By JOSH NEWTON
More than $1 million of the city’s new capital-improvements bond issue is earmarked for greenbelt development, including construction of a walking, jogging and bicycling trail that many Tahlequah residents have been asking for.
The new trail will follow the west bank of Town Branch Creek, starting at Norris Park and continuing to what is currently home of the city’s solid waste transfer station off of Basin Avenue, south of Fourth Street.
Tahlequah Mayor Jason Nichols said the 12-foot-wide, multi-use trail will be made of concrete.
“There is a small section of the trail that already exists – the Tahlequah History Trail, which runs from Northeastern State University’s campus down to the skate park,” said Nichols. “With the capital improvements funding, we’re going to lengthen the trail.”
Nichols said construction of the extended trail is expected to cost around $300,000. Security features and other facility construction along the route account for much of the remaining costs.
“We’re going to put in security cameras and an emergency phone system,” said Nichols.
Money is also set aside for parking lots and trail heads along the path. Nichols said the parking lot locations are “very tentative” at this point, but could be located near Morgan Street property the city recently purchased, on the north end of the trail; on Guinn Avenue, somewhere near the halfway point of the future trail; and on the south end, where the city’s transfer station is currently operating.
Once the city’s new transfer station opens – which is expected to occur in September – the city will begin the process of cleaning up the old site to fit in with the new greenbelt development.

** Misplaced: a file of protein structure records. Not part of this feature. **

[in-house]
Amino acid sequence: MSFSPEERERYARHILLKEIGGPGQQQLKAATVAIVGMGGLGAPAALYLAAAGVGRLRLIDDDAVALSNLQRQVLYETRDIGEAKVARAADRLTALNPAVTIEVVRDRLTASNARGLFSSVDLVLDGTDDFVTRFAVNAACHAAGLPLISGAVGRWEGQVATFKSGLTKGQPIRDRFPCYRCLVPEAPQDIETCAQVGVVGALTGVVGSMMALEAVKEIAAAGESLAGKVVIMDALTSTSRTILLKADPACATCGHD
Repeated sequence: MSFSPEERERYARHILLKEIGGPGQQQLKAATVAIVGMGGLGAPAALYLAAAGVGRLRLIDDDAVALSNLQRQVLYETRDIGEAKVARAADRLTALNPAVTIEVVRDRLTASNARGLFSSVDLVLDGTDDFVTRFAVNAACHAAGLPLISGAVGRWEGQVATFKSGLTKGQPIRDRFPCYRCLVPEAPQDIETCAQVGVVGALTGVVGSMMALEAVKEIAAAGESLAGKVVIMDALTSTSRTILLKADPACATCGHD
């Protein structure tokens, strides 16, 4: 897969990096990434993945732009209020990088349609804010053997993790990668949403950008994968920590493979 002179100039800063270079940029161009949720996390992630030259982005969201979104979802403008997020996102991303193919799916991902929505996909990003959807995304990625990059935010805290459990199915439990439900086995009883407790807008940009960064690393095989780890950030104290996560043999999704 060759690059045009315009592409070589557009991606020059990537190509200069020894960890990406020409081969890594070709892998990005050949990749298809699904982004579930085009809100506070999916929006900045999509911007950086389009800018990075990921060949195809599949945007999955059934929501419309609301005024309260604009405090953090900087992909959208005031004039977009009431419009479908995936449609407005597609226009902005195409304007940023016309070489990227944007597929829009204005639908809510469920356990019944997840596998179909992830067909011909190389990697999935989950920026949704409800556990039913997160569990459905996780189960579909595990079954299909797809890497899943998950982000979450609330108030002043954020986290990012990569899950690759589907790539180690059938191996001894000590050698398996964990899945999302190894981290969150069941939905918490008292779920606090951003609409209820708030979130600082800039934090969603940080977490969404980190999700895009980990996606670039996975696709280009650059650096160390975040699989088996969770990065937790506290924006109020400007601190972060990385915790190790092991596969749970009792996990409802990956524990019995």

“It’s an expensive undertaking [to clean up the old site] and it will require a lot of regulatory work as well,” said Nichols. “But we’re hoping to have a large portion of this trail project done for use next spring and summer. Part of the reason we’re dragging our feet on this particular project, at this point, is that the south end of the trail is contingent upon one more property acquisition.”
City officials have been acquiring land and rights-of-way along the path in recent years, giving the municipality a continuous stretch of property along the creek.
“I would say this component [of the capital-improvements project] was one of the most popular,” said Nichols.
He believes the extended trail will create a starting point for future trails, which would allow more people to walk, jog or hop on a bicycle to get to their destination.
City residents voted to support a sales tax increase last January to fund the $21 million bond issue. The increase went into effect in April. The city has received its money and is in the process of hiring contractors to begin several of the projects.
Nichols has said most, if not all, of the projects included in the bond issue should be complete within the next two years. The city’s increased sales tax collection is tentatively set to stretch out over a 15-year period, but experts have said the city could possibly pay off the bonds in as little as 10 years.
Contractors will be responsible for a large portion of the new projects, a change from the previous trend of using city employees to do the necessary construction.